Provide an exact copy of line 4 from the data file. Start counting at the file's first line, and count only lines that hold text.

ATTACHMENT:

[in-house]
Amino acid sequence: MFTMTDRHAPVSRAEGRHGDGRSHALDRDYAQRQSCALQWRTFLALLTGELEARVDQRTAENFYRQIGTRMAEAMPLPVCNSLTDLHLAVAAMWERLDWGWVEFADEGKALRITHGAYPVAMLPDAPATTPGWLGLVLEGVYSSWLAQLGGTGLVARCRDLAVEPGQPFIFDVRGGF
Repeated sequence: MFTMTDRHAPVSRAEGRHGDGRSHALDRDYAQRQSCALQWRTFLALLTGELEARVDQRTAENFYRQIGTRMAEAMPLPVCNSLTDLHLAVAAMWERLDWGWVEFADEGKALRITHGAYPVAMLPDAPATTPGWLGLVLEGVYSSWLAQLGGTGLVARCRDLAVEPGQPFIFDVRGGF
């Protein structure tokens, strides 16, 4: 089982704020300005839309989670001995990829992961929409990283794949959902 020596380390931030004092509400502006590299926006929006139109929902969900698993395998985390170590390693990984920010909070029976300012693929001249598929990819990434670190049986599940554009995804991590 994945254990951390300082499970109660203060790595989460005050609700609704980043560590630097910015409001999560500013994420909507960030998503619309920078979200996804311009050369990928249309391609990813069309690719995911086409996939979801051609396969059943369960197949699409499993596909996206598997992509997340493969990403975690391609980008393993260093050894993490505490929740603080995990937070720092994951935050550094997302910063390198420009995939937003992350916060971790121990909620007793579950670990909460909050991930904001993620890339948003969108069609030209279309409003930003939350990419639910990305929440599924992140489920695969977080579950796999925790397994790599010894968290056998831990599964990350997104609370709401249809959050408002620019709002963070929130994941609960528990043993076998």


């Protein structure tokens, strides 16, 4: 089982704020300005839309989670001995990829992961929409990283794949959902 020596380390931030004092509400502006590299926006929006139109929902969900698993395998985390170590390693990984920010909070029976300012693929001249598929990819990434670190049986599940554009995804991590 994945254990951390300082499970109660203060790595989460005050609700609704980043560590630097910015409001999560500013994420909507960030998503619309920078979200996804311009050369990928249309391609990813069309690719995911086409996939979801051609396969059943369960197949699409499993596909996206598997992509997340493969990403975690391609980008393993260093050894993490505490929740603080995990937070720092994951935050550094997302910063390198420009995939937003992350916060971790121990909620007793579950670990909460909050991930904001993620890339948003969108069609030209279309409003930003939350990419639910990305929440599924992140489920695969977080579950796999925790397994790599010894968290056998831990599964990350997104609370709401249809959050408002620019709002963070929130994941609960528990043993076998």